Gordon Campbell: On Why The Opinion Polls For Key And Trump Defy Gravity

What is going on? Donald Trump got confirmed as the Republican presidential candidate at a bizarrely chaotic political convention… and promptly received an upwards bump in the polls to where he’s now rating ahead of Hillary Clinton, for only the second time this year. More>>

Sugar: Auckland Leisure Centres Axe Unhealthy Drinks

Auckland Council is to stop selling drinks that are sweetened by sugar from vending machines at its leisure centres in a bid to try to reduce obesity and type 2 diabetes... More>>

ALSO:

Gordon Campbell: On Todd McClay’s Faulty Memory

Time and again, whenever an issue arises the initial response by government is to deny or diminish the problem – nothing to worry about here, everything’s OK, move on. Then, hang on. In line with the usual pattern, as embarrassing details emerged into daylight, the story changed. More>>

ALSO:

Labour's 'Future Of Work': Major Reform Of Careers And Apprenticeships

The next Labour Government will transform careers advice in high schools to ensure every student has a personalised career plan, Leader of the Opposition Andrew Little says. More>>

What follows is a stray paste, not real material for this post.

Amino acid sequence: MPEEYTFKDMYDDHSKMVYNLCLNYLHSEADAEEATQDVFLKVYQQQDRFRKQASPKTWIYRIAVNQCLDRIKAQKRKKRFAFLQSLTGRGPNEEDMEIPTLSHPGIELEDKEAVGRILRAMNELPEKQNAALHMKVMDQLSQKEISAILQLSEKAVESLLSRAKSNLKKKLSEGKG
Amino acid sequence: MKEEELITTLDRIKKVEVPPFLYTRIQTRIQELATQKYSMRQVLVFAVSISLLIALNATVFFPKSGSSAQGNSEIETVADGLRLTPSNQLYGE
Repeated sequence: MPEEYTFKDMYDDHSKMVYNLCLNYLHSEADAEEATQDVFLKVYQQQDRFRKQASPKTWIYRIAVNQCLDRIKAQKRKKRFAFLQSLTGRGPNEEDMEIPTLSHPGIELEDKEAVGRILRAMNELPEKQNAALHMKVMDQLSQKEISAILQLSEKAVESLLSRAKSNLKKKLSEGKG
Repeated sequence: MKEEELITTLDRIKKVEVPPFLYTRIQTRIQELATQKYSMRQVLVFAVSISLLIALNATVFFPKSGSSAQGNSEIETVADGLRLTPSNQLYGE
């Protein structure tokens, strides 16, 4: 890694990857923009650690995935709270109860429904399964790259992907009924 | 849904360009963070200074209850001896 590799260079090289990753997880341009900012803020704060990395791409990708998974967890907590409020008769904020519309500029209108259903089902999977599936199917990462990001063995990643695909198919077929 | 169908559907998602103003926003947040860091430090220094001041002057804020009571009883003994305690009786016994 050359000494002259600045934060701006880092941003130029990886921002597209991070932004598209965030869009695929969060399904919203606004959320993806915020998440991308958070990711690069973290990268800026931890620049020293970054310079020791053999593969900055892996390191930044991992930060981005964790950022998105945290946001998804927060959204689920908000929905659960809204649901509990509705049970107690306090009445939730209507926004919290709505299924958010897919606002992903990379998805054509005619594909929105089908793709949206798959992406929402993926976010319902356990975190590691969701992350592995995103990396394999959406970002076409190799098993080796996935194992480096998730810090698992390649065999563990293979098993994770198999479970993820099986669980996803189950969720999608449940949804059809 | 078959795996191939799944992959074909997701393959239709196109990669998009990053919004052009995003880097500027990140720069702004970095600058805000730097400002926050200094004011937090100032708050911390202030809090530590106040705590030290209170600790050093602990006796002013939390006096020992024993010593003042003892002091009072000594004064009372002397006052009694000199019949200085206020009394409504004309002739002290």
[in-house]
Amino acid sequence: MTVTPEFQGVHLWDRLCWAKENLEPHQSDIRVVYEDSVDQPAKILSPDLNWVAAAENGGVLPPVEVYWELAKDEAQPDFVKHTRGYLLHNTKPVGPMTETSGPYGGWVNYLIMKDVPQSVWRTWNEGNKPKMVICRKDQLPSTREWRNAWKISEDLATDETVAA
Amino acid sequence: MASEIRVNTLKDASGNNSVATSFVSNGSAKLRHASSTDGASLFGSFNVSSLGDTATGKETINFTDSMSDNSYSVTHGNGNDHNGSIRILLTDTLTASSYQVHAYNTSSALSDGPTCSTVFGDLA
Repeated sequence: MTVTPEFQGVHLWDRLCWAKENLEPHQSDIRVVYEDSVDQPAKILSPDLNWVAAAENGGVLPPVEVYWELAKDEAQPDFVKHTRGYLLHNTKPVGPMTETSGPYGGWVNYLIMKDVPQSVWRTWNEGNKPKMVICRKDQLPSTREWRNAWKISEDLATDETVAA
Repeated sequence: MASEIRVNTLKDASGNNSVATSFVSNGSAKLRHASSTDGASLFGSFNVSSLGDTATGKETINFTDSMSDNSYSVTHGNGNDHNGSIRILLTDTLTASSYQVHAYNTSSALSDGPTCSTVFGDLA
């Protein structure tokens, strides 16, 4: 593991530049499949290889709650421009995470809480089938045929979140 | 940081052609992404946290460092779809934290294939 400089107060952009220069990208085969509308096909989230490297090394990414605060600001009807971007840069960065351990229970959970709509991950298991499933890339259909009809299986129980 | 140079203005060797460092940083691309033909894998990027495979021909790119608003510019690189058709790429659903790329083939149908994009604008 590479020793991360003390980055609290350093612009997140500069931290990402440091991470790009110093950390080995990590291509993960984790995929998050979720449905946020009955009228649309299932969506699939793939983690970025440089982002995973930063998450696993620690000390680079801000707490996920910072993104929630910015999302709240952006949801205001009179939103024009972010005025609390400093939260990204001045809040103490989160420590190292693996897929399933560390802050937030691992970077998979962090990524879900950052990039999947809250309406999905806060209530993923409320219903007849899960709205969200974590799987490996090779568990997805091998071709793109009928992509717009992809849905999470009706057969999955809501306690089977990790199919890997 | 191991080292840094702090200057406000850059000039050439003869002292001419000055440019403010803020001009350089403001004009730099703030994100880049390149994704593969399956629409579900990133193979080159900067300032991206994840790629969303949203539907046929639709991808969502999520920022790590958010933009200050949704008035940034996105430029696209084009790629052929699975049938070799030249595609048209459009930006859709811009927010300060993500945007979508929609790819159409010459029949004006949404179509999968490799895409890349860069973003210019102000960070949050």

ALSO:

State Investments Management: Treasury Likes IRD, Not Education Or Corrections

The Inland Revenue Department has scored an 'A' in the first tranche of the Treasury's investor confidence rating for state agencies that manage significant Crown investments and assets, gaining greater autonomy as a result, while the Corrections and Education ministries gained a 'C' rating. More>>

ALSO:

Govt Goal: NZ To Be "Predator Free" By 2050

Prime Minister John Key has today announced the Government has adopted the goal of New Zealand becoming Predator Free by 2050... “That’s why we have adopted this goal. Our ambition is that by 2050 every single part of New Zealand will be completely free of rats, stoats and possums." More>>

ALSO:

Get More From Scoop

 

LATEST HEADLINES

 
 
 
 
 
 
 
 
 
Parliament
Search Scoop  
 
 
Powered by Vodafone
NZ independent news